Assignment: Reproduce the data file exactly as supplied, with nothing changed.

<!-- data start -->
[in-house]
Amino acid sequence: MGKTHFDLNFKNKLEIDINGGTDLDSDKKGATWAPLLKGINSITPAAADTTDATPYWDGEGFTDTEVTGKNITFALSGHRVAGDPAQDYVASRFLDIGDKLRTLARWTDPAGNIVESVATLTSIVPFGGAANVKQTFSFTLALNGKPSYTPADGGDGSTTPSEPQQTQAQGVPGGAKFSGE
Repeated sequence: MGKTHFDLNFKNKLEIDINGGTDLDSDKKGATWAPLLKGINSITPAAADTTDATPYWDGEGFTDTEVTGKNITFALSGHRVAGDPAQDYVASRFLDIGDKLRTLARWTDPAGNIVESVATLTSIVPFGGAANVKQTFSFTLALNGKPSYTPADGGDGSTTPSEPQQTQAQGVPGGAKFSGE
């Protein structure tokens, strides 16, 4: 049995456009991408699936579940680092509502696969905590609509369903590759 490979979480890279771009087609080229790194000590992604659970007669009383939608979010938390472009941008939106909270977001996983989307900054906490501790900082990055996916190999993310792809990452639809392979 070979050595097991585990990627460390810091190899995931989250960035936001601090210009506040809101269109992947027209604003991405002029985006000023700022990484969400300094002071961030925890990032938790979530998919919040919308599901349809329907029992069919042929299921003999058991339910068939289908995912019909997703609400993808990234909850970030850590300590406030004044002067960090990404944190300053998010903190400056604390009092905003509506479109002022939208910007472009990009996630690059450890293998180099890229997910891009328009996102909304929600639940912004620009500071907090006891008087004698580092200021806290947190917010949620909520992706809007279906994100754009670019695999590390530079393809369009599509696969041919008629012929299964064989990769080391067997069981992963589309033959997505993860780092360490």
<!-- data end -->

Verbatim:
[in-house]
Amino acid sequence: MGKTHFDLNFKNKLEIDINGGTDLDSDKKGATWAPLLKGINSITPAAADTTDATPYWDGEGFTDTEVTGKNITFALSGHRVAGDPAQDYVASRFLDIGDKLRTLARWTDPAGNIVESVATLTSIVPFGGAANVKQTFSFTLALNGKPSYTPADGGDGSTTPSEPQQTQAQGVPGGAKFSGE
Repeated sequence: MGKTHFDLNFKNKLEIDINGGTDLDSDKKGATWAPLLKGINSITPAAADTTDATPYWDGEGFTDTEVTGKNITFALSGHRVAGDPAQDYVASRFLDIGDKLRTLARWTDPAGNIVESVATLTSIVPFGGAANVKQTFSFTLALNGKPSYTPADGGDGSTTPSEPQQTQAQGVPGGAKFSGE
């Protein structure tokens, strides 16, 4: 049995456009991408699936579940680092509502696969905590609509369903590759 490979979480890279771009087609080229790194000590992604659970007669009383939608979010938390472009941008939106909270977001996983989307900054906490501790900082990055996916190999993310792809990452639809392979 070979050595097991585990990627460390810091190899995931989250960035936001601090210009506040809101269109992947027209604003991405002029985006000023700022990484969400300094002071961030925890990032938790979530998919919040919308599901349809329907029992069919042929299921003999058991339910068939289908995912019909997703609400993808990234909850970030850590300590406030004044002067960090990404944190300053998010903190400056604390009092905003509506479109002022939208910007472009990009996630690059450890293998180099890229997910891009328009996102909304929600639940912004620009500071907090006891008087004698580092200021806290947190917010949620909520992706809007279906994100754009670019695999590390530079393809369009599509696969041919008629012929299964064989990769080391067997069981992963589309033959997505993860780092360490």